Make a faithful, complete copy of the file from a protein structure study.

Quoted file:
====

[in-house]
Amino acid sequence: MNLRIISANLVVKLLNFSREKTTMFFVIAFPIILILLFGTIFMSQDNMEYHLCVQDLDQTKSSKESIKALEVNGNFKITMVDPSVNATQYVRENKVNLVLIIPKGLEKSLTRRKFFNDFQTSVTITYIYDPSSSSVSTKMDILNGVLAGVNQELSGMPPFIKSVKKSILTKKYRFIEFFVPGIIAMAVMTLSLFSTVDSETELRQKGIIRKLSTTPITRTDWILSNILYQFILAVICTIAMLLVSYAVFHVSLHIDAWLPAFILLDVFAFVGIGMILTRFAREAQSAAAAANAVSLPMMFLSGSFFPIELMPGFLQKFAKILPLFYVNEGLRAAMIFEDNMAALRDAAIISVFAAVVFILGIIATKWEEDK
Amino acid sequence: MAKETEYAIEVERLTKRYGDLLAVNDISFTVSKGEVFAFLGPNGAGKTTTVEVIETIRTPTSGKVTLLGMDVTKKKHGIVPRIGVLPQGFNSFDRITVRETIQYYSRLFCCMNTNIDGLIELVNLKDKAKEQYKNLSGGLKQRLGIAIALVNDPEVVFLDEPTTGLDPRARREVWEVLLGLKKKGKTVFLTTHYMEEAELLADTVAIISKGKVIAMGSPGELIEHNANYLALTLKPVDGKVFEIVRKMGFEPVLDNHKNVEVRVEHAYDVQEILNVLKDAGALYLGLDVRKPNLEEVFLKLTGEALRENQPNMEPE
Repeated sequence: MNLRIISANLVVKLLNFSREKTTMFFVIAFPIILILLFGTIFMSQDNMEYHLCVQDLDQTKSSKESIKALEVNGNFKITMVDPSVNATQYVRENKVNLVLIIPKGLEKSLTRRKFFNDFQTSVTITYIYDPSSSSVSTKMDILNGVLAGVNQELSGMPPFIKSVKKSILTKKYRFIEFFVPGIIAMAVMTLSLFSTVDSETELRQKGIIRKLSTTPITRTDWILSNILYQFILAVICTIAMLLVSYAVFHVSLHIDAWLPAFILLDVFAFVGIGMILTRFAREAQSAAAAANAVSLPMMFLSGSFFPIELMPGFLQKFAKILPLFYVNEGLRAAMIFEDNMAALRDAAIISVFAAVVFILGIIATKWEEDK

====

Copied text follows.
[in-house]
Amino acid sequence: MNLRIISANLVVKLLNFSREKTTMFFVIAFPIILILLFGTIFMSQDNMEYHLCVQDLDQTKSSKESIKALEVNGNFKITMVDPSVNATQYVRENKVNLVLIIPKGLEKSLTRRKFFNDFQTSVTITYIYDPSSSSVSTKMDILNGVLAGVNQELSGMPPFIKSVKKSILTKKYRFIEFFVPGIIAMAVMTLSLFSTVDSETELRQKGIIRKLSTTPITRTDWILSNILYQFILAVICTIAMLLVSYAVFHVSLHIDAWLPAFILLDVFAFVGIGMILTRFAREAQSAAAAANAVSLPMMFLSGSFFPIELMPGFLQKFAKILPLFYVNEGLRAAMIFEDNMAALRDAAIISVFAAVVFILGIIATKWEEDK
Amino acid sequence: MAKETEYAIEVERLTKRYGDLLAVNDISFTVSKGEVFAFLGPNGAGKTTTVEVIETIRTPTSGKVTLLGMDVTKKKHGIVPRIGVLPQGFNSFDRITVRETIQYYSRLFCCMNTNIDGLIELVNLKDKAKEQYKNLSGGLKQRLGIAIALVNDPEVVFLDEPTTGLDPRARREVWEVLLGLKKKGKTVFLTTHYMEEAELLADTVAIISKGKVIAMGSPGELIEHNANYLALTLKPVDGKVFEIVRKMGFEPVLDNHKNVEVRVEHAYDVQEILNVLKDAGALYLGLDVRKPNLEEVFLKLTGEALRENQPNMEPE
Repeated sequence: MNLRIISANLVVKLLNFSREKTTMFFVIAFPIILILLFGTIFMSQDNMEYHLCVQDLDQTKSSKESIKALEVNGNFKITMVDPSVNATQYVRENKVNLVLIIPKGLEKSLTRRKFFNDFQTSVTITYIYDPSSSSVSTKMDILNGVLAGVNQELSGMPPFIKSVKKSILTKKYRFIEFFVPGIIAMAVMTLSLFSTVDSETELRQKGIIRKLSTTPITRTDWILSNILYQFILAVICTIAMLLVSYAVFHVSLHIDAWLPAFILLDVFAFVGIGMILTRFAREAQSAAAAANAVSLPMMFLSGSFFPIELMPGFLQKFAKILPLFYVNEGLRAAMIFEDNMAALRDAAIISVFAAVVFILGIIATKWEEDK